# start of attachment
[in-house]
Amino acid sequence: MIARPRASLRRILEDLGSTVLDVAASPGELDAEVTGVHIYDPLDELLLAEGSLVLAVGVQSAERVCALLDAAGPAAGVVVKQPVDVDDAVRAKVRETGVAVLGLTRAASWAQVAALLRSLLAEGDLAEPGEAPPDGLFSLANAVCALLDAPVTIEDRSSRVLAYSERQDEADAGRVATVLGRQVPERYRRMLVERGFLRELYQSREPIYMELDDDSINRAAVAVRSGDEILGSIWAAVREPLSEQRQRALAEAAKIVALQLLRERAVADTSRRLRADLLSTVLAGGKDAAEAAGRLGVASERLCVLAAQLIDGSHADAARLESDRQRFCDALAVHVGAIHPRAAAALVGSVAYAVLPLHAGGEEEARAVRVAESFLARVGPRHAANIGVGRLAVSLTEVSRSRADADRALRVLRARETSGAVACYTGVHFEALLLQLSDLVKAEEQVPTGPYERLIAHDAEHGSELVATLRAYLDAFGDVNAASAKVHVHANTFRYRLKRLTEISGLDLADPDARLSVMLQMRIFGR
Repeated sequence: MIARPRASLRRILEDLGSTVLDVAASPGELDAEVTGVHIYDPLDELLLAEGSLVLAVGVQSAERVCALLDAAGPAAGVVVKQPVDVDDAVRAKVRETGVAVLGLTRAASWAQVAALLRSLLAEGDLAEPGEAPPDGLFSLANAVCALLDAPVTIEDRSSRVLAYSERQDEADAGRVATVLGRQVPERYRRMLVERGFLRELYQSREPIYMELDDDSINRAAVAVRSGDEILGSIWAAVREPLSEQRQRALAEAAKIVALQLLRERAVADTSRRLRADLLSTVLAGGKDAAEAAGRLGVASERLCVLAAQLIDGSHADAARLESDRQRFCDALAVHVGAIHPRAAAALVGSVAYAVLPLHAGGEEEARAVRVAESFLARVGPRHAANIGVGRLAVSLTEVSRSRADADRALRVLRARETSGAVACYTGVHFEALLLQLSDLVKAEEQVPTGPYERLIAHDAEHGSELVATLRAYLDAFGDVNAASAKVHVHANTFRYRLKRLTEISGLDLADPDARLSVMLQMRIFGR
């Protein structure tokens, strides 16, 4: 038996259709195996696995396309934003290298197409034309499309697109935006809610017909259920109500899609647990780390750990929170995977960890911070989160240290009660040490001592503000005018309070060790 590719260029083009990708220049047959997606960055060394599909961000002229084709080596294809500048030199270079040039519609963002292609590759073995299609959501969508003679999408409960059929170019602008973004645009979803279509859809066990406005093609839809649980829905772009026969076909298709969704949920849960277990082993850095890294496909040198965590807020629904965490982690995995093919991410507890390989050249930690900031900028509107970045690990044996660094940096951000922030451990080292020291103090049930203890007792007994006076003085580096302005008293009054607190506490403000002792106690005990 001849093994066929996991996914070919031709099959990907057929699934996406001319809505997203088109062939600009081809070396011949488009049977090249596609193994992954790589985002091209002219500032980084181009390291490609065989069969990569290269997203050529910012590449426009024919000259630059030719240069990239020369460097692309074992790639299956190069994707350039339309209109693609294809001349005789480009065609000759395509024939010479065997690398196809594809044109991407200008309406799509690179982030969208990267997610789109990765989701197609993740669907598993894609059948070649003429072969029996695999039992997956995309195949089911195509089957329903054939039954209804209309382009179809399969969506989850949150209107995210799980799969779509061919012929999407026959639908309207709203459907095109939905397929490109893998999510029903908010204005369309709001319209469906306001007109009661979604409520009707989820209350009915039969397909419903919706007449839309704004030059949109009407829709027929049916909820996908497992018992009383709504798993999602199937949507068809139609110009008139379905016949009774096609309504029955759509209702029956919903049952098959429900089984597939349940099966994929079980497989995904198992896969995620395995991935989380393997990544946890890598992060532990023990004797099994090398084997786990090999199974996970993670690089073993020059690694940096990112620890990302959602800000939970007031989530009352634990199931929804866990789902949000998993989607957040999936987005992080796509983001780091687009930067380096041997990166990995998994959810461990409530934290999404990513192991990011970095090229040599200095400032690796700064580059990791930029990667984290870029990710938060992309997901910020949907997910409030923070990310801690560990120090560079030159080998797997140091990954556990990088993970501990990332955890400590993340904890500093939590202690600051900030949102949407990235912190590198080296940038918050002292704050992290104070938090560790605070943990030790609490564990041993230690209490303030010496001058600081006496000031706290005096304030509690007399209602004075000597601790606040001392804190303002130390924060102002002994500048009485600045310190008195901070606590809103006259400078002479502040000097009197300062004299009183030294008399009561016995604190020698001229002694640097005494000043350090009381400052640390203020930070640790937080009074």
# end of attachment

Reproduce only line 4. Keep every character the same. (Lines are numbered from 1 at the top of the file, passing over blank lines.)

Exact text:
């Protein structure tokens, strides 16, 4: 038996259709195996696995396309934003290298197409034309499309697109935006809610017909259920109500899609647990780390750990929170995977960890911070989160240290009660040490001592503000005018309070060790 590719260029083009990708220049047959997606960055060394599909961000002229084709080596294809500048030199270079040039519609963002292609590759073995299609959501969508003679999408409960059929170019602008973004645009979803279509859809066990406005093609839809649980829905772009026969076909298709969704949920849960277990082993850095890294496909040198965590807020629904965490982690995995093919991410507890390989050249930690900031900028509107970045690990044996660094940096951000922030451990080292020291103090049930203890007792007994006076003085580096302005008293009054607190506490403000002792106690005990 001849093994066929996991996914070919031709099959990907057929699934996406001319809505997203088109062939600009081809070396011949488009049977090249596609193994992954790589985002091209002219500032980084181009390291490609065989069969990569290269997203050529910012590449426009024919000259630059030719240069990239020369460097692309074992790639299956190069994707350039339309209109693609294809001349005789480009065609000759395509024939010479065997690398196809594809044109991407200008309406799509690179982030969208990267997610789109990765989701197609993740669907598993894609059948070649003429072969029996695999039992997956995309195949089911195509089957329903054939039954209804209309382009179809399969969506989850949150209107995210799980799969779509061919012929999407026959639908309207709203459907095109939905397929490109893998999510029903908010204005369309709001319209469906306001007109009661979604409520009707989820209350009915039969397909419903919706007449839309704004030059949109009407829709027929049916909820996908497992018992009383709504798993999602199937949507068809139609110009008139379905016949009774096609309504029955759509209702029956919903049952098959429900089984597939349940099966994929079980497989995904198992896969995620395995991935989380393997990544946890890598992060532990023990004797099994090398084997786990090999199974996970993670690089073993020059690694940096990112620890990302959602800000939970007031989530009352634990199931929804866990789902949000998993989607957040999936987005992080796509983001780091687009930067380096041997990166990995998994959810461990409530934290999404990513192991990011970095090229040599200095400032690796700064580059990791930029990667984290870029990710938060992309997901910020949907997910409030923070990310801690560990120090560079030159080998797997140091990954556990990088993970501990990332955890400590993340904890500093939590202690600051900030949102949407990235912190590198080296940038918050002292704050992290104070938090560790605070943990030790609490564990041993230690209490303030010496001058600081006496000031706290005096304030509690007399209602004075000597601790606040001392804190303002130390924060102002002994500048009485600045310190008195901070606590809103006259400078002479502040000097009197300062004299009183030294008399009561016995604190020698001229002694640097005494000043350090009381400052640390203020930070640790937080009074």